Class Actions in Context
Show Less

Class Actions in Context

How Culture, Economics and Politics Shape Collective Litigation

Edited by Deborah R. Hensler, Christopher Hodges and Ianika Tzankova

In recent years collective litigation procedures have spread across the globe, accompanied by hot controversy and normative debate. Yet virtually nothing is known about how these procedures operate in practice. Based on extensive documentary and interview research, this volume presents the results of the first comparative investigation of class actions and group litigation ‘in action’, in the Americas, Europe, Asia and the Middle East.
Buy Book in Print
Show Summary Details
You do not have access to this content

Chapter 18: Class actions in context

Deborah R. Hensler


Legal scholars who write about class actions, group litigation and other collective litigation focus on statutes and rules. Public policy-makers who debate adopting collective procedures focus on consequences. Neither scholars nor policy-makers typically pay much attention to the circumstances that give rise to the mass claims that the procedures address, the cultural values and institutions that shape beliefs about when people and businesses should be compensated for losses, the economic arrangements that facilitate or deter litigation and the politics that shape decisions about who will be responsible for paying compensation to whom and how much. The case study research reported in this book highlights the importance of these contextual variables for understanding the functions collective litigation plays in different legal regimes and polities and the roles of parties, lawyers, judges, politicians and civil society in shaping litigation. By juxtaposing the stories of how collective litigation arose and evolved in different contexts, it is possible to discern both the common features of different jurisdictions’ collective litigation processes and the importance of regime-specific characteristics in determining the outcomes of collective litigation. Close observation of class actions and non-representative group procedures reveals a more complicated picture of the challenges mass claims present than is typically suggested by the debates over the adoption of collective litigation procedures. Qualitative studies of a small number of mass litigations leave many empirical questions unanswered.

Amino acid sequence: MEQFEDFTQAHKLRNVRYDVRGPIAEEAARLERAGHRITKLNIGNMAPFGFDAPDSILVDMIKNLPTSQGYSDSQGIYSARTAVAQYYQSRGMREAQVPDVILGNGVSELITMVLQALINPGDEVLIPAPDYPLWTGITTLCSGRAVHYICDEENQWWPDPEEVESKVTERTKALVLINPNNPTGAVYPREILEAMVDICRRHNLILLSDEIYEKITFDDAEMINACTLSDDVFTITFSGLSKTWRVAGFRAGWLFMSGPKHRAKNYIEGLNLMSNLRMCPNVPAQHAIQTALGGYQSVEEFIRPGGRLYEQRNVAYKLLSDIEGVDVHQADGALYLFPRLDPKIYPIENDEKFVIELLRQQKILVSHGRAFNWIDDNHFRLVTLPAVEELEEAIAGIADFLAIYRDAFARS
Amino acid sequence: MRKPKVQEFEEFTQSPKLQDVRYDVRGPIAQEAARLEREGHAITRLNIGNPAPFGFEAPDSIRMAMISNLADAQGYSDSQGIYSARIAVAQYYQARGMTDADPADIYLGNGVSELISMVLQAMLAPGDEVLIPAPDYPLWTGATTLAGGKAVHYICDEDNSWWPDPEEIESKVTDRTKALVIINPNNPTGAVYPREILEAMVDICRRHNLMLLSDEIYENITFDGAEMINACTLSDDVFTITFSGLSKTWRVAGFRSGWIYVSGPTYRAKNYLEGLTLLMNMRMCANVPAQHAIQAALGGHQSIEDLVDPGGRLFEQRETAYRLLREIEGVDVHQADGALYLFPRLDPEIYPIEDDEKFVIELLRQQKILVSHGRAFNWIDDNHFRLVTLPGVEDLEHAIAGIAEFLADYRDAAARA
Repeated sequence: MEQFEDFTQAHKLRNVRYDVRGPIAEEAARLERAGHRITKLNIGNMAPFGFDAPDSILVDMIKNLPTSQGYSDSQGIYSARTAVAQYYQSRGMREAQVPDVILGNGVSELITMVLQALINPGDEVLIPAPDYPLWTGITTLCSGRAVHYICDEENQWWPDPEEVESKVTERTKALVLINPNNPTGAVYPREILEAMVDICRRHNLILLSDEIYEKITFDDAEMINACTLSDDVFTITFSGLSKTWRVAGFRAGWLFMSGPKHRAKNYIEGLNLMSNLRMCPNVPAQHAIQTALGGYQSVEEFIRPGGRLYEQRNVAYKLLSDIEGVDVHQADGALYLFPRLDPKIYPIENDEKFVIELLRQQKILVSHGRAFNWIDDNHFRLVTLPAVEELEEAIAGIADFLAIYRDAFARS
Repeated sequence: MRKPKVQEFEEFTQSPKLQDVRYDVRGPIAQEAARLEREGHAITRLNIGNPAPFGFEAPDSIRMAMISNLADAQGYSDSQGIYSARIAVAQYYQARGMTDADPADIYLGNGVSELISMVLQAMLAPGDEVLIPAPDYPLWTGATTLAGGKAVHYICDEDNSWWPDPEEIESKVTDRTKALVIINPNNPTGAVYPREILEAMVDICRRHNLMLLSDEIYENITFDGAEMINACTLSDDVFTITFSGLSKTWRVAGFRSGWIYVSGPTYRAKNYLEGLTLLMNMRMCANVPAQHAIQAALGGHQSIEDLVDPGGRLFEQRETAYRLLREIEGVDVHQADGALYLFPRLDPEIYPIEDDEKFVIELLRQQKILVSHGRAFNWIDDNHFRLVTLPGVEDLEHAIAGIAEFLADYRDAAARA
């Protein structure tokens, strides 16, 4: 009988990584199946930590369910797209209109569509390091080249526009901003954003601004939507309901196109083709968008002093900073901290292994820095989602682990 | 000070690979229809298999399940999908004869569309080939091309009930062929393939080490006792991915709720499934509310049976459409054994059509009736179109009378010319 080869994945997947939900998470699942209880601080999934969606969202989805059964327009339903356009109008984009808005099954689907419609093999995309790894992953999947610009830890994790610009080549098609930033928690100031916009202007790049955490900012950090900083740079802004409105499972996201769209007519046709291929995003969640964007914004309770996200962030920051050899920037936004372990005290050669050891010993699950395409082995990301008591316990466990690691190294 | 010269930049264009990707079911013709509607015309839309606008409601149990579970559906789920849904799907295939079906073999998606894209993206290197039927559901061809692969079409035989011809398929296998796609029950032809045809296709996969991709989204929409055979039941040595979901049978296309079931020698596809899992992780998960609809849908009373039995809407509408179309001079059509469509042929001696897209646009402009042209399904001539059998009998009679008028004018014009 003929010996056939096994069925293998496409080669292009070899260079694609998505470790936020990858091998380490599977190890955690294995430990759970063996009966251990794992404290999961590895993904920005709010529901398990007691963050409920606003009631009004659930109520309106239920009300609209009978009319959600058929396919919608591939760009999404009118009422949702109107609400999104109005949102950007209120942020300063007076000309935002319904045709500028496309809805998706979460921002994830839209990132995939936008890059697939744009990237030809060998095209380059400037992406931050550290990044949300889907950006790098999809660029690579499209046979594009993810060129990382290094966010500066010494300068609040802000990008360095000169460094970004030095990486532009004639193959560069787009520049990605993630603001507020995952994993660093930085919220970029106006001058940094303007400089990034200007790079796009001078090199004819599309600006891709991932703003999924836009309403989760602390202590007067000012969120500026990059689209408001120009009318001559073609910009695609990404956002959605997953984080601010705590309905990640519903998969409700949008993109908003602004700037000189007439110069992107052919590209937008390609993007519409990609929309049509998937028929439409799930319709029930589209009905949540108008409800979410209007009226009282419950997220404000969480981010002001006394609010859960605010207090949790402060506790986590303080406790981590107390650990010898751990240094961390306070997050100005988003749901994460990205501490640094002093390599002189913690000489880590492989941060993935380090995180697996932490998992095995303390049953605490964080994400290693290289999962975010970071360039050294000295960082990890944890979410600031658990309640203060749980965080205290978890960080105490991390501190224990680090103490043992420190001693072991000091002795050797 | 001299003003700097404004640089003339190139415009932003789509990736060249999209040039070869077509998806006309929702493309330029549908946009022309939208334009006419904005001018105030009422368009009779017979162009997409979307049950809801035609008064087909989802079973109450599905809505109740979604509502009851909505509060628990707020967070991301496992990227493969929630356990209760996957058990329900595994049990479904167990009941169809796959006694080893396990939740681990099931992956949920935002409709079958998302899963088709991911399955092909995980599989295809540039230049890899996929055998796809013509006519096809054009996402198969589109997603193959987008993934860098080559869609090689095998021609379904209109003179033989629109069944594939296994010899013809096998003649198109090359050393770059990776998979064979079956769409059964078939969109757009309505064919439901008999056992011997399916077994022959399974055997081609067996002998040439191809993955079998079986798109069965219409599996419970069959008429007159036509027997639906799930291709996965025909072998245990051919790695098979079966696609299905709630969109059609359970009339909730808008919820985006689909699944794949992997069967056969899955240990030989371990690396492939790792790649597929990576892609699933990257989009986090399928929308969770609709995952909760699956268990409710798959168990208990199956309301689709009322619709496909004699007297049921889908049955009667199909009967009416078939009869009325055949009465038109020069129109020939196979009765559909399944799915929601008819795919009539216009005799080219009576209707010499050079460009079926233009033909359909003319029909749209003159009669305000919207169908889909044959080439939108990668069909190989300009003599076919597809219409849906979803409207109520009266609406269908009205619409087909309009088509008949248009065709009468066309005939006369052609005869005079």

You are not authenticated to view the full text of this chapter or article.

Elgaronline requires a subscription or purchase to access the full text of books or journals. Please login through your library system or with your personal username and password on the homepage.

Non-subscribers can freely search the site, view abstracts/ extracts and download selected front matter and introductory chapters for personal use.

Your library may not have purchased all subject areas. If you are authenticated and think you should have access to this title, please contact your librarian.

Further information

or login to access all content.